Fact Check: University of Miami Study Does NOT Confirm COVID Vaccine Will Affect Sperm Production

Fact Check

  • by: Dean Miller
Fact Check: University of Miami Study Does NOT Confirm COVID Vaccine Will Affect Sperm Production Misuses Study

Does a University of Miami study confirm that COVID-19 vaccines will affect men's production of sperm? No, that's not true: The Miami study looked at sperm counts of men infected and killed by COVID, not those of vaccinated men.

The Instagram post also claims vaccines can suppress sperm counts "either by injection or transmission," an illogical expansion of the study's findings. COVID vaccines take a new approach. Unlike past vaccines, they don't train human immune systems by provoking a mild infection with weakened or dead novel coronavirus. Instead, the new mRNA approach presents to the body only the spike protein part of the virus, which trains the immune system to swarm if a person is infected with spike-bearing novel coronavirus.

The claim appears in a May 10, 2021, Instagram post (archived here) that opens: "The Miller School researchers have confirmed that the COVID19 virus can affect sperm production inside the testes." It continued:

They can't deny it won't also affect the male sperm production either by injection or transmission.

Users on social media saw this on May 14, 2021:

Erin.Sperm.jpg

(Source: Instagram screenshot taken Fri May 14 at ‏‎10:30:37 UTC 2021)

The post's characterization of the vaccine as "experimental" could mislead readers about the nature of science and of the vaccine regulatory process. The COVID-19 vaccines are approved, tested medical injections that passed safety testing on tens of thousands of people before getting expedited approval in the face of a fast-spreading pandemic that had killed more than 581,000 Americans as of the day this fact check was written.

The vaccines are only experimental in the sense that safety data is continually collected on most drugs and vaccines and best medical practices are subject to changes as evidence accumulates over time. Here's the FDA's detailed description of the emergency process used to select the most promising COVID-19 vaccines and test them to determine that theie documented preventive effects outweigh documented risks.

The main flaw in the claim is that the 2020 paper, "Histopathology and Ultrastructural Findings of Fatal COVID-19 Infections on Testis" is based on a small sample, and the authors make no claim as bold as the Instagram post's. Autopsy tissue samples were taken from the testicles of six men who died of SARS-CoV-2 and of three who did not die of or with it. Some evidence of infection was found, as was evidence of effects on sperm production. The authors wrote:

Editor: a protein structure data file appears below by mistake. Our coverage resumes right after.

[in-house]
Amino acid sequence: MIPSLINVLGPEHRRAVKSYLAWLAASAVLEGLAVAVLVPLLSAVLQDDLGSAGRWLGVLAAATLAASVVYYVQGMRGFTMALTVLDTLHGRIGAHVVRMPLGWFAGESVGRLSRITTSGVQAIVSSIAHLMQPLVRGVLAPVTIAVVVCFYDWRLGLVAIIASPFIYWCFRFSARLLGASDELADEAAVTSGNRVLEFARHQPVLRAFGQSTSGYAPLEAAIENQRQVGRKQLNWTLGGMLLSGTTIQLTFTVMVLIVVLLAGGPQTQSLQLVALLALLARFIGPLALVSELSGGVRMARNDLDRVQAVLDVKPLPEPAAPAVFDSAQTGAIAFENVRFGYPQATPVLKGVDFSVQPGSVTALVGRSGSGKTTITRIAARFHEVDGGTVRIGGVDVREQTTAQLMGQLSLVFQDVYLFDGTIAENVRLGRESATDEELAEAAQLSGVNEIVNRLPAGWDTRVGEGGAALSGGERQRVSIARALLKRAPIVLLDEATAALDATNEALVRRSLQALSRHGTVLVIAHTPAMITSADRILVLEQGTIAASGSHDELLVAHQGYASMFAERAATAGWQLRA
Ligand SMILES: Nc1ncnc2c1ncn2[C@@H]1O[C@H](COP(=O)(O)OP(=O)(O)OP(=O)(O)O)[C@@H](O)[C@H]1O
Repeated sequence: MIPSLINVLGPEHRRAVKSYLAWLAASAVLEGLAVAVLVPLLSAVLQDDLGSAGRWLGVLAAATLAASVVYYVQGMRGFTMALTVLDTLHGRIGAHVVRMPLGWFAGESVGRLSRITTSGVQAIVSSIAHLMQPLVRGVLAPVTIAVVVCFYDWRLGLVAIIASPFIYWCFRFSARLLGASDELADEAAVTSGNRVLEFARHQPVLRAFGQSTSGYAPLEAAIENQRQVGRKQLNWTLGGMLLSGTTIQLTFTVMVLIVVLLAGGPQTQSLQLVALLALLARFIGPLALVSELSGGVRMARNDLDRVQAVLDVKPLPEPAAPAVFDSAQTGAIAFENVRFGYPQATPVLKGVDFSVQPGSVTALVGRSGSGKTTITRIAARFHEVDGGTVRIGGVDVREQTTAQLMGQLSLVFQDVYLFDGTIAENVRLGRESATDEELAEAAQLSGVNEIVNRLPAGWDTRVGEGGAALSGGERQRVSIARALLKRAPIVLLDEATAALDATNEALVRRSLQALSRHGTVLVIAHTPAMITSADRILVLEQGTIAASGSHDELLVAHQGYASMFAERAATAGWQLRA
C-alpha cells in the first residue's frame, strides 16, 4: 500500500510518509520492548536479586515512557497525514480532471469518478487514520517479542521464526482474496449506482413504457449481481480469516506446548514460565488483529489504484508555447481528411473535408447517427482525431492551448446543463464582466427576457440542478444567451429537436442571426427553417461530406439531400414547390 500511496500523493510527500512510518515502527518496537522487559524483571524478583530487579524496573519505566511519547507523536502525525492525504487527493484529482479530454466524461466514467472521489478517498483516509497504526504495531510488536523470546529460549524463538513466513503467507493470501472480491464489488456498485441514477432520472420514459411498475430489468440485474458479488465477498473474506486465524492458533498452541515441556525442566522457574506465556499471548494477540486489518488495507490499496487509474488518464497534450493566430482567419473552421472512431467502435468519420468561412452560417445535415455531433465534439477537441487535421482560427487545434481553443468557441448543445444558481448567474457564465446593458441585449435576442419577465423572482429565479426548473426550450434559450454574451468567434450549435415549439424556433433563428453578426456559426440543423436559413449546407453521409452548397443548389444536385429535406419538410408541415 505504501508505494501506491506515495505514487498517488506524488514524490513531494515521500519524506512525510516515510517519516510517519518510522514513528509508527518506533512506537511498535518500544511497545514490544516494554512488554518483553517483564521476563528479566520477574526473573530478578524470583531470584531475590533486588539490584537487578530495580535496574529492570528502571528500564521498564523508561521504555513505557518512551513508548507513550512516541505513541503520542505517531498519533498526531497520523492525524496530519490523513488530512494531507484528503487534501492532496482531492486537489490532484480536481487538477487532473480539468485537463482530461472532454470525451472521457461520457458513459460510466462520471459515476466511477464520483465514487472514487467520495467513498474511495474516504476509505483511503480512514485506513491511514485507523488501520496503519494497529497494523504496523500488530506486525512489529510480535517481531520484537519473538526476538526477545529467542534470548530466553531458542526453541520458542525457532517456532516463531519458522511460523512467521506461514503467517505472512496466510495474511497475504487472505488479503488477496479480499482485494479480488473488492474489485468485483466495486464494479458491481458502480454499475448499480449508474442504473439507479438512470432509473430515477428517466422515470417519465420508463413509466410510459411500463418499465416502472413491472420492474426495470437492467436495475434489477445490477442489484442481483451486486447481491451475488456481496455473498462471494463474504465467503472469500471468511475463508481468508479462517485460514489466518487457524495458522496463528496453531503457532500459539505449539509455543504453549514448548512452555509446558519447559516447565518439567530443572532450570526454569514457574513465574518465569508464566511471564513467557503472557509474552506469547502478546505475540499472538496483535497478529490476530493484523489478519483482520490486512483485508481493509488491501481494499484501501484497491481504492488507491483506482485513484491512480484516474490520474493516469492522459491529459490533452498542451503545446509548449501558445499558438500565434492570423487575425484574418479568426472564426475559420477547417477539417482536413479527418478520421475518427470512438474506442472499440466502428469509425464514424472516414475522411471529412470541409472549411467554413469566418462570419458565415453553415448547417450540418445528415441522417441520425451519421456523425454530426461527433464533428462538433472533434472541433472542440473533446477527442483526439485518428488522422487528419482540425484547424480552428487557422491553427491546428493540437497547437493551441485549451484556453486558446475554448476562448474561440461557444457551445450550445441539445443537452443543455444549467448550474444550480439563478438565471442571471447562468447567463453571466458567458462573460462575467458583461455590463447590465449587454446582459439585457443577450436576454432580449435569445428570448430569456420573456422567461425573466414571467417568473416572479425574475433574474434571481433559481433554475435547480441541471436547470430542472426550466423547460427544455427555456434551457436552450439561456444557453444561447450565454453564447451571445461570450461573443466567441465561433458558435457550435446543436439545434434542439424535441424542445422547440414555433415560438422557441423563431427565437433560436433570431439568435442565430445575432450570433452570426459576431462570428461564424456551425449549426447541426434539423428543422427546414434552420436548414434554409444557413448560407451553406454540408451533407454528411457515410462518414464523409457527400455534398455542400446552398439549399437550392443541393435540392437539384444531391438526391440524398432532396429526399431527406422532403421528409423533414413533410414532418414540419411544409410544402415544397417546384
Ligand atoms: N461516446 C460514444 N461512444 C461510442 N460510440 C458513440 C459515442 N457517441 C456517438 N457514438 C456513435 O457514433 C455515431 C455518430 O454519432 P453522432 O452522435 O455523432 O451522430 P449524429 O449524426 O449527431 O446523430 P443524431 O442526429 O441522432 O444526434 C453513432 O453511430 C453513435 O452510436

This study suggests the male reproductive tract, specifically the testes, may be targets of COVID-19 infection. We found an inverse association between ACE-2 receptor levels and spermatogenesis, suggesting a possible mechanism of how COVID-19 can cause infertility.

The authors' qualification of their findings -- with words like "suggests" and "possible mechanism" -- does not support the Instagram claim's declaration that researchers have "confirmed" anything about COVID-19 and sterility.

A University of Miami news release about their faculty's study did not declare "confirmation" of the hypothesis, either, highlighting instead the news that researchers could be onto something for further study. What follows is a screenshot of an archived version of the InventUM article.

Miller.Medicine.Article.png

(Source: Inventum screenshot taken Fri May 14 at 23:43:53 UTC 2021)

It is common for published research to serve as the indicator for further research. In this case, a small study is likely to lead to a more comprehensive study with a bigger cohort of patients and numerous "control" patients who have not had COVID-19, but have died or suffered from other viral infections that may affect sperm production.

A 2013 paper in the Journal of Reproductive Immunology, for instance, collected a variety of findings that men are at risk for infertility after infection with human papilloma, herpes, human immunodeficiency, cytomegalo and adeno viruses.

Lead Stories emailed and called the corresponding author, Dr. Ranjith Ramasamy of the University of Miami Miller School of Medicine, for further context on May 14, 2121, and will update this fact check if he responds.

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Lead Stories is working with the CoronaVirusFacts/DatosCoronaVirus Alliance, a coalition of more than 100 fact-checkers who are fighting misinformation related to the COVID-19 pandemic. Learn more about the alliance here.


  Dean Miller

Lead Stories staff writer Dean Miller has edited daily and weekly newspapers, worked as a reporter for more than a decade and is co-author of two non-fiction books. After a one-year Harvard Nieman Fellowship, he served as Director of Stony Brook University’s Center for News Literacy for six years. As Senior Vice President/Content at Connecticut Public Broadcasting, a dual licensee, he oversaw radio, TV and print journalists, and documentary producers. He moved west to teach journalism at Western Washington University, edit The Port Townsend Leader and write the twice-weekly Save The Free Press column for the Seattle Times. Miller won the 2007 national Mirror Award for news industry coverage and he led the team that won the 2005 Scripps Howard first amendment prize. 

Read more about or contact Dean Miller

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